At HiLASE Centre we are eager to push the boundaries of laser technologies beyond their current limits, search for new applications and contribute to the prosperity of the Czech and European economy, daily lives of people and sustainable future. We strive to inspire the next generation of laser scientists, engineers and entrepreneurs.
In line with our vision, we have strategically chosen the field of Laser nanotechnology (LNT) as one of our newly defined strategic areas.
Laser nanotechnology is a rapidly evolving field at the intersection of laser science and nanoscale engineering, and holds immense promise for revolutionizing various industries and transforming our technological landscape.
The main guarantor of this area is Prof. Nadezhda Bulgakova, Dr.Sc.; Head of the Scientific Laser Applications Department. We asked Nadya for an interview in which she will introduce LNT.
What is laser nanotechnology and how it works?
Nanotechnology is the field of science and engineering that deals with designing, fabricating, and using structures in real applications, for example, devices, by manipulating atoms and molecules at the nanoscale from several to hundreds of nanometers. Nanotechnological investigations are currently a very rapidly developing field of the natural sciences. Often nanomaterials have very different properties compared to the same materials made at larger sizes and this offers unprecedented new opportunities in nowadays applications. Nanotechnology developments have the great potential to significantly impact society, which is already evident in some industrial and biomedical sectors such as data processing, communications, and increased computing functionality. It is already used in food and energy technologies and in some medical products and cosmetics. Important is that nanomaterials may offer new opportunities for the reduction of environmental pollution due to their extraordinary catalytic and antibacterial properties.
Laser nanotechnology is a branch of nanotechnology, but it offers widening options for manipulation by nanoobjects. I can mention only a few of them, high selectivity as was demonstrated by us in laser annealing of germanium nanolayers in germanium/silicon, high localization of nanostructured objects or their structural transformations, high purity of the synthesized nanomaterials, and applicability to any material. All these options are not achievable or achievable in multistep expensive methods in other nanotechnological applications such as chemical or mechanical production of nanomaterials.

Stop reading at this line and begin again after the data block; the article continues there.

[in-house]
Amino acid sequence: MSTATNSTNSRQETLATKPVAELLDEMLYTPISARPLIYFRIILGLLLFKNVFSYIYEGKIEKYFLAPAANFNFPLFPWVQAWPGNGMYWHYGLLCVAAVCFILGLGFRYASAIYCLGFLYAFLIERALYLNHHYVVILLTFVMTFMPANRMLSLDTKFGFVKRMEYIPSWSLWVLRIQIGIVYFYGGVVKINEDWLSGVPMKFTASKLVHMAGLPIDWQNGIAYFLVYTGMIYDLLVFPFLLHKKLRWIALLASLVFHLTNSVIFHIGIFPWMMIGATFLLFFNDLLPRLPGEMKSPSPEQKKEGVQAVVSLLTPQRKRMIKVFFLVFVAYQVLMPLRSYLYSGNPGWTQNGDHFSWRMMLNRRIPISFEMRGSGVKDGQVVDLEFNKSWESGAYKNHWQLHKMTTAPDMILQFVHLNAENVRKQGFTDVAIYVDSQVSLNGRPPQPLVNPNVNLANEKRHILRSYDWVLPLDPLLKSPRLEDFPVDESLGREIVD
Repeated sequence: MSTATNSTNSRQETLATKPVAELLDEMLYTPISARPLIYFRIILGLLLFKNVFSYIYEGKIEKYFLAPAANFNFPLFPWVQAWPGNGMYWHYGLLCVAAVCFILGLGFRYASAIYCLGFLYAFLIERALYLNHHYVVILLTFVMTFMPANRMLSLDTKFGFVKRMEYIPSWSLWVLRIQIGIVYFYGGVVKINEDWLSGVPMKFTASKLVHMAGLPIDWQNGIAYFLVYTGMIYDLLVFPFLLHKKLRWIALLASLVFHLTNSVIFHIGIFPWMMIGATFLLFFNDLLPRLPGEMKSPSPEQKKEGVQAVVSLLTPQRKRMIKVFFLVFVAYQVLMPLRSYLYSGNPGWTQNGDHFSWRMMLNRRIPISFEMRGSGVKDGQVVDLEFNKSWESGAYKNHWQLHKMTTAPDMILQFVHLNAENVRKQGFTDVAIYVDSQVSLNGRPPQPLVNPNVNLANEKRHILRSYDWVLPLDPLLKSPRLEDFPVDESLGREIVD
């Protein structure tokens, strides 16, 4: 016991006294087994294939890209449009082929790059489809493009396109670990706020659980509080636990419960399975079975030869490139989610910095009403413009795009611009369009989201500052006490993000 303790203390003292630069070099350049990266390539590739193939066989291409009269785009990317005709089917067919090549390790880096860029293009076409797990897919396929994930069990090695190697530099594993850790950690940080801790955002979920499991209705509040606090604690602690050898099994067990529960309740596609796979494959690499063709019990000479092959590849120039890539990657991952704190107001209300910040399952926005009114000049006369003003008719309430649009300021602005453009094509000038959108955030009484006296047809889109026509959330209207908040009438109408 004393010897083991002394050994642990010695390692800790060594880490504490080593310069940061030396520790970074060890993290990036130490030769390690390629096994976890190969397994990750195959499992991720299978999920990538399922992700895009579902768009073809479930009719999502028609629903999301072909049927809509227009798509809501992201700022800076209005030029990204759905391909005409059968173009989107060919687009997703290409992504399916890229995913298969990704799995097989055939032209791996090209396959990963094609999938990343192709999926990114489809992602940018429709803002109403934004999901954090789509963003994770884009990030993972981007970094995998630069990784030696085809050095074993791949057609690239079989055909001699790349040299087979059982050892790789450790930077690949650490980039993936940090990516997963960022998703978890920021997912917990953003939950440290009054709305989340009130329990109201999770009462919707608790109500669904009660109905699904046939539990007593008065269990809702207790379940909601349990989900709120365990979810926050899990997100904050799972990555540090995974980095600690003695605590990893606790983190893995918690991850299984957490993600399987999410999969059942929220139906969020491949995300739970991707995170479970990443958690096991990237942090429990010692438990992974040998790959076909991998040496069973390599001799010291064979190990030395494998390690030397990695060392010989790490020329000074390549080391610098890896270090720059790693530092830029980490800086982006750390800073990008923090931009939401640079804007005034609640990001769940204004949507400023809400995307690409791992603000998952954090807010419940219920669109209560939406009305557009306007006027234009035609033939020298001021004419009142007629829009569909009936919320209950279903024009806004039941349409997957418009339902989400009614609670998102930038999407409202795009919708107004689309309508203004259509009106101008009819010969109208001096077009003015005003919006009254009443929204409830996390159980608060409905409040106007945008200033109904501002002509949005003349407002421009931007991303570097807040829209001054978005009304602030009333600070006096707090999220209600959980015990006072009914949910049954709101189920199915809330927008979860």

Thus, you can work with a laser beam as with a tweezer or nanoscale scalpel for manipulations with nanoobjects while for nanomaterial synthesis you can destroy any materials to atoms or molecules to assemble a material with novel properties (that is usually called ‘bottom-up’ approach).
What are the applications of laser nanotechnology?
The applications of laser nanotechnology are wide, and they are rapidly growing. Important is that lasers offer green ways for nanomaterial synthesis and manipulations that avoid toxic chemistry. Laser synthesized nanoparticles are suitable for medicine, in particular for cancer diagnostics and treatment and also for other diseases such as cardiovascular. Nanomaterials prepared by laser synthesis can be applied for enhancing the resolution of microscopy, for sensing, for example for identification of toxic components, drugs, or viruses in blood, and for environmental purposes such as sensing and destroying air or water pollutants.
Can you provide us with a brief overview of topics like pulsed laser deposition of 2D materials, laser-annealing synthesis of 2D materials from liquid precursors, laser direct printing of 2D materials, 2D material functionalization, non-invasive laser theranostics, laser surgery with tailored laser beams, pulsed laser fabrication of biocompatible interfaces, please?